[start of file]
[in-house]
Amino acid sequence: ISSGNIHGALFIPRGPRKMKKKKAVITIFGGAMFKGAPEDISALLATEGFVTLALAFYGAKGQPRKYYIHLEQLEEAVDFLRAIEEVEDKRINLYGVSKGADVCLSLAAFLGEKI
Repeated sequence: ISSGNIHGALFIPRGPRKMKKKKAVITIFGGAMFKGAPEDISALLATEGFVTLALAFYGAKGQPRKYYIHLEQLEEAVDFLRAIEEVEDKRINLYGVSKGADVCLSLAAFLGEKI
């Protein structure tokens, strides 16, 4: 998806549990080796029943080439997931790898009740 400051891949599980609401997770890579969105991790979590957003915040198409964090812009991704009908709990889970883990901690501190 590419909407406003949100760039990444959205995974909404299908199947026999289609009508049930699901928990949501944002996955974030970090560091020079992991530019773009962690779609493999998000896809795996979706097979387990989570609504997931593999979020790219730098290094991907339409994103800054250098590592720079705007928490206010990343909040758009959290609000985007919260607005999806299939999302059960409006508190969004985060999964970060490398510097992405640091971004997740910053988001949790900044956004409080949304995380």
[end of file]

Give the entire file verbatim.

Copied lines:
[in-house]
Amino acid sequence: ISSGNIHGALFIPRGPRKMKKKKAVITIFGGAMFKGAPEDISALLATEGFVTLALAFYGAKGQPRKYYIHLEQLEEAVDFLRAIEEVEDKRINLYGVSKGADVCLSLAAFLGEKI
Repeated sequence: ISSGNIHGALFIPRGPRKMKKKKAVITIFGGAMFKGAPEDISALLATEGFVTLALAFYGAKGQPRKYYIHLEQLEEAVDFLRAIEEVEDKRINLYGVSKGADVCLSLAAFLGEKI
């Protein structure tokens, strides 16, 4: 998806549990080796029943080439997931790898009740 400051891949599980609401997770890579969105991790979590957003915040198409964090812009991704009908709990889970883990901690501190 590419909407406003949100760039990444959205995974909404299908199947026999289609009508049930699901928990949501944002996955974030970090560091020079992991530019773009962690779609493999998000896809795996979706097979387990989570609504997931593999979020790219730098290094991907339409994103800054250098590592720079705007928490206010990343909040758009959290609000985007919260607005999806299939999302059960409006508190969004985060999964970060490398510097992405640091971004997740910053988001949790900044956004409080949304995380």